Parents who refuse to make child maintenance payments will face tougher penalties, the Government has confirmed.
New powers will be introduced to speed up enforcement action to make the child maintenance service (CMS) fairer.
This will mean that the enforcement process will be almost four times faster and anyone who does not comply with it will be “detected and dealt with more quickly”.
Before enforcement action takes place, the CMS will have the power to collect money from a parent’s employer or a different bank account under the new proposals.
The £20 application fee, which parents had to pay to the CMS when requesting help in recovering the money, has also been removed.
Child maintenance is paid when parents or carers do not live together. It’s usually paid out to the parent who lives with the child to cover their everyday expenses.
Work and pensions secretary, Mel Stride, said: “Parents need to take financial responsibility for their children.
“It’s completely unfair that it can take so long to get children support they are due. I am determined to go after those parents who are refusing to pay up when we know they can.
“Child maintenance makes a real difference to the life chances of many thousands of children. The CMS can and does enforce compliance, but we want to enable it to act much faster.”
A ‘liability orders’ consultation has been launched to create new regulations to speed up the process of sanctioning those who refuse to pay child maintenance. It will give the CMS new powers to recover unpaid money within six to eight weeks.
Currently, the CMS has to apply to the courts and wait up to 22 weeks if child maintenance is not paid. The Government said around 10,000 parents a year willfully refuse to pay the money.
The Government is also planning to add unearned income, such as savings, investments, dividends and property income into child maintenance calculations. It said this will make it more difficult for the small number of parents who avoid paying the correct amount.
The news of proposed tougher sanctions was first announced earlier this year. It follows an investigation by the National Audit Office, which showed that the proportion of separated families without any child maintenance arrangement nearly doubled from 25% in 2011/12 to 44% in 2019/20.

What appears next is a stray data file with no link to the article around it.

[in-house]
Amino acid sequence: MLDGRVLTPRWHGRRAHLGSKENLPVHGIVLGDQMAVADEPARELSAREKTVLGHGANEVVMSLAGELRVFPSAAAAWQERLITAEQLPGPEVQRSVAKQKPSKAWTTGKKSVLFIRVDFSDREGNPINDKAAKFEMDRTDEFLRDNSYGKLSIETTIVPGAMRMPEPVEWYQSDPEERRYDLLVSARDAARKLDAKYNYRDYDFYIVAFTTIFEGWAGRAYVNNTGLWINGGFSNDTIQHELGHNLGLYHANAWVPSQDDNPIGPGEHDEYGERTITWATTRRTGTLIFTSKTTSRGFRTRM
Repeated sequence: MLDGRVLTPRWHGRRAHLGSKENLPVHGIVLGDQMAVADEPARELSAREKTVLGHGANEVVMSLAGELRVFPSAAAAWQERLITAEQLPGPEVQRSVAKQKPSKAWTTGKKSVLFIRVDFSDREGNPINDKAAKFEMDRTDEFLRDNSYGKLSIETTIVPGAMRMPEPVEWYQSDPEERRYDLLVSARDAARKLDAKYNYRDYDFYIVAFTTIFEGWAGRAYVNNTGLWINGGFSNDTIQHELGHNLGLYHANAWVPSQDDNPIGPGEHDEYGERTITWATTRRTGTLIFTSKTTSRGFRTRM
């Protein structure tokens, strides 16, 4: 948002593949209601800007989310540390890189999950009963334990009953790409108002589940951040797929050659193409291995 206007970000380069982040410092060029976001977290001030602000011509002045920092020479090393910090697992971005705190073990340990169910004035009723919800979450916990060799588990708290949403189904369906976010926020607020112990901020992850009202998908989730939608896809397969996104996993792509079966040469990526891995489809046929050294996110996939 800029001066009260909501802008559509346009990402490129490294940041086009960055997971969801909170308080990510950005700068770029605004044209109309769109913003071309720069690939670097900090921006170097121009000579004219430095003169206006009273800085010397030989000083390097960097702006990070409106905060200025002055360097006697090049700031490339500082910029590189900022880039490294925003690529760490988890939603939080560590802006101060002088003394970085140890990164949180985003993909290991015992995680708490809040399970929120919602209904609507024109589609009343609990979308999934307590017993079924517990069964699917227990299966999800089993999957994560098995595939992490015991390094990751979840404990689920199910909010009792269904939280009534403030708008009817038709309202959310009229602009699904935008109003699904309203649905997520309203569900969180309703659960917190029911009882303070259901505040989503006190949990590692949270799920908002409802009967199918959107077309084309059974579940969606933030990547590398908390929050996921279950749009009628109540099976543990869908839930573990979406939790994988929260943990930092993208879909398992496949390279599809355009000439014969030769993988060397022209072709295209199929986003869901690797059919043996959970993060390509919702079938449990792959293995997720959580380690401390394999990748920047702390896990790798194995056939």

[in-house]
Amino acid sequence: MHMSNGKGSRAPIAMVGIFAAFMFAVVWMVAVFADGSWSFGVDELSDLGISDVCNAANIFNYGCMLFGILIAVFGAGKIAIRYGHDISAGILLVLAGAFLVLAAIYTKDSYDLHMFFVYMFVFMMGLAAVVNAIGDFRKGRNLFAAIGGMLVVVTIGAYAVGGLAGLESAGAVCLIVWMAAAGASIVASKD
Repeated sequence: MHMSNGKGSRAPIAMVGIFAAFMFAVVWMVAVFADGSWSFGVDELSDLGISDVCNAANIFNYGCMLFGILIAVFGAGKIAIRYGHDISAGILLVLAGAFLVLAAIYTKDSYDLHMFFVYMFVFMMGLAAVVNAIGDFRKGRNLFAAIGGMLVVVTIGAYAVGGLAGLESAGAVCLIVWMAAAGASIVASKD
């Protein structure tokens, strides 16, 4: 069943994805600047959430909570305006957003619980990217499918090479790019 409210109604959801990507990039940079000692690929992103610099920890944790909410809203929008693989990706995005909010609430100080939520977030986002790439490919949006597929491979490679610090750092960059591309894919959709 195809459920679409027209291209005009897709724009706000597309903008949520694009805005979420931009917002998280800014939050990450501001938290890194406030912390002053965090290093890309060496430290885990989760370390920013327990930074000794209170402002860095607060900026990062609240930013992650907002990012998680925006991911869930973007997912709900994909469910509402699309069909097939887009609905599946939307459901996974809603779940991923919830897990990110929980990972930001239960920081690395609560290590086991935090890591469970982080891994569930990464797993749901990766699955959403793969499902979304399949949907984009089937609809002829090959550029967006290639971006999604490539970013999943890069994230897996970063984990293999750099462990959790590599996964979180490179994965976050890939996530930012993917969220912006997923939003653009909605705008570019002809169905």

Earlier this year the list of companies and organisations required to provide information to the CMS if it needs to find a parent and trace missing payments was expanded so it could calculate maintenance and enforce arrears more effectively.
£1.2bn paid between June 2022 and 2023
There are around 3.6 million children from 2.4million families in the UK where one of the parents does not live with the child.
CMS is an arrangement between parents or guardians to cover the child’s living costs. It can be a private ‘family-based arrangement’ between the parents, or made through the CMS run by the DWP.
If it’s through the CMS, there is a ‘Direct Pay’ option where a fee is charged and the child’s payments are calculated. Parents then have to transfer this money between themselves.
There is also a ‘Collect & Pay’ option, where DWP charges more to calculate the payments, collect the money and transfer the money to the receiving parents.
The CMS said there are around 930,000 children in the CMS, a 10% rise on June 2022. Between June 2022 and 2023, £1.2bn was made through the CMS. The majority of those paying child maintenance are men, and the majority of those receiving it are women.
DWP minister, Viscount Younger of Leckie, said: “We always act fairly and carefully to protect children in separated families so they are supported by both their parents to have a good start in life.
“These new powers will improve how the Child Maintenance Service supports children of separated parents, helping families receive child maintenance faster and preventing further arrears.”
The consultation will close on 24 November and follows on from the Child Support (Enforcement) Act 2023 and The Child Support Collection (Domestic Abuse) Act 2023 which both received royal assent in the summer.